New York Federal Criminal Practice Blog
November 13, 2007

EDNY Judge Suppresses Gun Recovered After Police Seize Individual in Possession of Everyday Utility Knife

In a decision published yesterday, United States v. Irizarry, 509 F.Supp.2d 198 (E.D.N.Y. 2007), EDNY Judge Weinstein suppressed a concealed handgun recovered from an individual arrested for being in possession of a "Husky" folding utility knife, widely used in the construction and moving industry for cutting sheetrock, carpeting and windowscreens.  The case is an interesting example of a judge privileging common-sense, community perspectives of what is "reasonable" over the more narrow-minded and skewed perspective of law enforcement representatives.

Holding that the officer had neither "reasonable suspicion that criminal activity was afoot" under Terry v. Ohio, 392 U.S. 1 (1968), when he stopped the defendant on a belief that the defendant had a Husky clipped to his pocket, nor probable cause to arrest the defendant upon recovering the Husky, Judge Weinstein highlighted "[t]he prevalence of this instrument and its everyday use by law abiding mechanics."  

In fact prior to the hearing on the suppression motion, the judge had directed the parties to provide him with an estimate of how many such knives are sold annually in New York and the U.S., and information from unions or other sources as to what trades carry such instruments.  Learning that Home Depot's New York stores sold over 67,000 of such instruments in 2006, and that almost 2 million of a similar brand were sold nationally the same year, the court held that mere possession of such common tools, not designed or intended to be used as weapons, cannot result in the law "defin[ing] as criminals tens of thousands of mechanics who are required to carry such tools in order to earn a living."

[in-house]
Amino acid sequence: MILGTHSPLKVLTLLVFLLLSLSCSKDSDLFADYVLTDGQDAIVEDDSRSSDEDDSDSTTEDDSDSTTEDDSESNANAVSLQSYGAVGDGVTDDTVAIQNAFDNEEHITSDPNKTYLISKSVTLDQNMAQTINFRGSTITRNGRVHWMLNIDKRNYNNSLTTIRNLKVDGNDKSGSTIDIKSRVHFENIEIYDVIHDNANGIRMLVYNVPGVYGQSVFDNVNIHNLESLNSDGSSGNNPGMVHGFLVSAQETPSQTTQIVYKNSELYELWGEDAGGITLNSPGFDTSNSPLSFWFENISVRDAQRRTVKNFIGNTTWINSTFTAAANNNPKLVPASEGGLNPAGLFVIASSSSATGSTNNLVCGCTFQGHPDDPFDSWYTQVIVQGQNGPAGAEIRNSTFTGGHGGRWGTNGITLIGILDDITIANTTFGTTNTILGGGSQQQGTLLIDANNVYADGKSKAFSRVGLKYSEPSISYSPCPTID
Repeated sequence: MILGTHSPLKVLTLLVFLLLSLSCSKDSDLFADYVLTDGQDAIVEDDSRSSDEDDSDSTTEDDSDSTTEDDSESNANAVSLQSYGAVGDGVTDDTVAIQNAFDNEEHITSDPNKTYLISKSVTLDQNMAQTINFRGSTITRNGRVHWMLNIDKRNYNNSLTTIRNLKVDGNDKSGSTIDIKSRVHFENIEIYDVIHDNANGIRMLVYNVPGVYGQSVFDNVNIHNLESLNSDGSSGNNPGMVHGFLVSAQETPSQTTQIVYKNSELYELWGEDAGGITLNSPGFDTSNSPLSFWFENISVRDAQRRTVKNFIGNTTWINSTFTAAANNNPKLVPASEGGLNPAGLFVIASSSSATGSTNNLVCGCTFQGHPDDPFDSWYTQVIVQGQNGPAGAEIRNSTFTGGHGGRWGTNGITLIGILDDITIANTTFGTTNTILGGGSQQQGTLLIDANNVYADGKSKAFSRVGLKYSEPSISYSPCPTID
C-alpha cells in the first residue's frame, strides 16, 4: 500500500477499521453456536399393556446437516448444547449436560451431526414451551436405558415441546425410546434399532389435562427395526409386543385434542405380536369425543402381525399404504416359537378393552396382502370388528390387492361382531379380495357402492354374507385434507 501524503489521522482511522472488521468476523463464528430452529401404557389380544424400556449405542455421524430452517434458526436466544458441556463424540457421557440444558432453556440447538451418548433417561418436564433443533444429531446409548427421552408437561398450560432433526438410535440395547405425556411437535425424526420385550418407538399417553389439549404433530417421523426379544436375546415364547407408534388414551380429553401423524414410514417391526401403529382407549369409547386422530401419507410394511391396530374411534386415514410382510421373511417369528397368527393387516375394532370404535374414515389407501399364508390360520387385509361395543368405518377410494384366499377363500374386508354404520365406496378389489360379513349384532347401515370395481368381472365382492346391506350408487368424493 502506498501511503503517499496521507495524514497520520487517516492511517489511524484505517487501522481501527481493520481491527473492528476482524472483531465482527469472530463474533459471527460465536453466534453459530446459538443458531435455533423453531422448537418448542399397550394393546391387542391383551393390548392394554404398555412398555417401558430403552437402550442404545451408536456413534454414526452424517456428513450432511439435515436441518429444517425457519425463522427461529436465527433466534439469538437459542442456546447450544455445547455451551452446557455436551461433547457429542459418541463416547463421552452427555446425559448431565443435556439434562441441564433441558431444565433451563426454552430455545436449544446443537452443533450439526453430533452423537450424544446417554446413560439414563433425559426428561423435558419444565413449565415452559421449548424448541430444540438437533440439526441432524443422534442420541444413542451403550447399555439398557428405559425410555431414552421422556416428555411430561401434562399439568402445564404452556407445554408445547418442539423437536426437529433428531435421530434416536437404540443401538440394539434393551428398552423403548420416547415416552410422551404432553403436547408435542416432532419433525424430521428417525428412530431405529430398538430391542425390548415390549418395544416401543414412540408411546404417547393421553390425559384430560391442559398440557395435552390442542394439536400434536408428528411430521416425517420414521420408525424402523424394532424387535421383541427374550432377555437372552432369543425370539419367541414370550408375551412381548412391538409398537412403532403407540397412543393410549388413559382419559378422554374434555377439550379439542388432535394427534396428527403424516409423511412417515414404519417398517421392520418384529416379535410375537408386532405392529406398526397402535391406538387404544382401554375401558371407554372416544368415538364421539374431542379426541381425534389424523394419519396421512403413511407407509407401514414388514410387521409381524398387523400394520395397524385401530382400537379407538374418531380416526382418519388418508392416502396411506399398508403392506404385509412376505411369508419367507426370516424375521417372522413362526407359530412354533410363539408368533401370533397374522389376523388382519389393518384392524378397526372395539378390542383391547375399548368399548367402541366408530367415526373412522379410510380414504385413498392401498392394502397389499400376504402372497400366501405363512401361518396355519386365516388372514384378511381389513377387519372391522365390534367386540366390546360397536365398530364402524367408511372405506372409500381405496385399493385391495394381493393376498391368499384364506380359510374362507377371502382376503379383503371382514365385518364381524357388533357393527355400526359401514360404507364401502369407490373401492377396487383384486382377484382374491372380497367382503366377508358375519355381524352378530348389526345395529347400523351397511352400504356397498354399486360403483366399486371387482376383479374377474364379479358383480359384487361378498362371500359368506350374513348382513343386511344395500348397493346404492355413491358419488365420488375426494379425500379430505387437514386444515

The judge expressly rejected as unreasonable the officer's belief that a Husky is a gravity knife - a type of knife that can be released by force of gravity and is banned under New York State law.  While the officer demonstrated with some difficulty at the hearing that the Husky can be opened through centrifugal force, the court heard expert testimony that the Husky is not designed as a gravity knife.  The court also did an exhaustive analysis of the legislative history of the statute criminalizing the possession of gravity knives, finding that its purpose was "to ban only those items that are manufactured as weapons, not to criminalize the carrying of utility cutting instruments which are widely and lawfully sold."  The judge went on to hold that "[w]ith so many folding lock-back utility knives in circulation for lawful purposes, nationally and within the State of New York, it was not reasonable for the arresting officer to believe that the Husky represented a weapon." 

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